Discussion in 'Purchasing DVC' started by wdrl, Aug 9, 2010.
Seems like OKW is going to continue to be a hard resort to get as a resale.
Thanks for the update.
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I wouldn't be surprised to see the same thing happen with other resorts as well (possibly SSR) until DVD has a lower priced initial offering. VGF certainly won't fit that bill.
Glad to see they are not buying back VWL contracts. We are doing a small add on that will probabley be sent in for ROFR next week. The use month matched our current ownings and location and was exactly the number of points we wanted. I would be very sad if if was ROFR'd.
The easiest explanation for OKW remains the split expiration date problem. DVCMC/DVD would presumably not want to suddenly own a substantial fraction of that resort come 2042.
wdrl is my DH and we are driving to WDW as I type. Here is wdrl's reply.
It's not *that* cheap compared to new construction. Within the industry, construction cost is typically less than half of the total sales price. In some cases, it is much less than half. Wyndham, for example, spends 20-25% of the total sales price on construction, with marketing costs in the mid-40% range. You have to pay that sales/marketing cost every time you turn a deed, wether it is from a brand new resort, or a "resale". It's also probably easier to market the new/flashy resorts, *and* they sell for higher prices.
In short, ROFR is not necessarily the "free money" machine that it seems to be. DVC probably spends a little less on marketing and a little more on construction vs. Wyndham, but is not *too* far off that mix---particularly given the fact that DVC's units tend to be smaller *and* there are no land acquisition costs to speak of for WDW resorts. The land was all bought for a song years ago.
(Source for Wyndham's cost breakdown: page 36 of this investor presentation.)
But think about it. The marketing costs are based on the new resorts, not the old ones. They have already sold that contract once (at least) and recouped all of the construction/marketing costs. There may be a commission paid to the guide that resells it (I'm assuming they work on commission) and the loss of MF while they are holding the points, but there are no other costs involved.
It is straight profit. They pick up an OKW contract at $45, the other costs might add $5/point or so, resell it for $100. That is a money maker for them. They are also picking up an additional 15 years of MF for every 2042 contract they pick up and resell.
Seems like a no brainer to me.
But to sell the contract again, they have to attract another willing buyer. That doesn't happen by itself---it requires more work, and that work is marketing.
But they are already doing the marketing for Aulani, AKV, and BLT. There is no marketing around any other resort (GFV soon) in any of the docs I have received. We did get 1 piece of info on SSR in our packet because I specifically asked for it.
Unless someone else has seen something, there is no additional $$s spent on marketing any resorts other than the new ones.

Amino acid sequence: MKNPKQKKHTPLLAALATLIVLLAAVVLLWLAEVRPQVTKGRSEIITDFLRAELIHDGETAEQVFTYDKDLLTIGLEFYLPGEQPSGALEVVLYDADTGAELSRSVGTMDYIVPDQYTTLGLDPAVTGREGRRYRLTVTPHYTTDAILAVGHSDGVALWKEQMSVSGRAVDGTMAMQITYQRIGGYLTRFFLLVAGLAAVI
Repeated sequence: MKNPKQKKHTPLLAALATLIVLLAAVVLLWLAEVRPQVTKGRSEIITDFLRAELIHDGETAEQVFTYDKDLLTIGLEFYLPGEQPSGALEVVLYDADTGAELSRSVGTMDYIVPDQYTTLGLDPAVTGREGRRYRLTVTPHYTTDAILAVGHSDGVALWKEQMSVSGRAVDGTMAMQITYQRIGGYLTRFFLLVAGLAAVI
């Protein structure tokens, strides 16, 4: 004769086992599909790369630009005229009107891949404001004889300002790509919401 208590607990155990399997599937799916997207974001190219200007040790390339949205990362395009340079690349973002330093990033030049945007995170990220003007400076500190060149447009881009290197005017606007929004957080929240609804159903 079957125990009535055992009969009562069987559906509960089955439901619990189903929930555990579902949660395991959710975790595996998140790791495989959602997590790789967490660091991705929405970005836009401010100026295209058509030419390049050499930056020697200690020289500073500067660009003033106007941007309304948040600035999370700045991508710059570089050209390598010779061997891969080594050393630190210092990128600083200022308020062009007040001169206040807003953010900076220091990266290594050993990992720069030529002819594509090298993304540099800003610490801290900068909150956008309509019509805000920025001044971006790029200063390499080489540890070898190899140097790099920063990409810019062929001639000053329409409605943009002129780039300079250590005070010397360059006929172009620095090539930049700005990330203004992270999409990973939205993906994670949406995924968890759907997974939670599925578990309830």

Commission, yes. Major, or even minor marketing push? No.
I think it is the extra 15 years of MF that is driving the OKW pickups.
Where do you think these OKW sales are coming from? There are really only two avenues. Neither is free.
The first is current owners who decide they want to add on at OKW. But, current owners are *constantly* marketed to at a low level. For example, Welcome Home Wednesdays. Many people talk about how their Guide "stays in touch." There are also the webinars, the old physical directories, and heck even the DVC website itself is, in part, marketing material. Essentially, any time you see the "THIS PROMOTIONAL MATERIAL IS BEING USED FOR THE PURPOSE OF SOLICITING SALES OF TIMESHARE INTERESTS" disclaimer, that's a marketing cost. No one thing is super expensive, but taken as a whole it's non-trivial, and it's spread over the entire ownership even though only a few people add on in any particular year.
The other avenue is people new to the program, who, for whatever reason, decide to buy at OKW rather than a "new" one. But, DVD spends a lot of money to get those people onto the tour---the ubiquitous kiosks in the parks, resorts, etc. etc. etc. And, if one of those "new owners" buys OKW, that means they are *not* buying the "new" resorts---so the marketing costs really get "charged" to that sale.
It's true that marketing to existing owners is less expensive than new owners---and the Wyndham presentation I linked to above gets into the differential for their system---but it is still not free. Wyndham estimates that for a new owner 58% of the total sales price is consumed by marketing costs. For an existing owner making a second (or subsequent) purchase, marketing drops to about 32% of the total purchase price. That drop comes from two places. One: the existing owner already understands the value proposition, so you don't need to spend the time (money) to explain it. Two: the existing owners tend to spend more per transaction, so the customer acquisition costs are amortized over a larger purchase. But, I'll bet that it is easier (and therefore cheaper) to sell an existing owner on a shiny new resort rather than on an existing resort. Just think back to the days when BLT opened, or even watch the breathless anticipation with which some are viewing VGF to see why this might be so.
Edited to add: however, I do agree with you about one of the driving factors. The 2042/2054 split is problematic for a variety of reasons.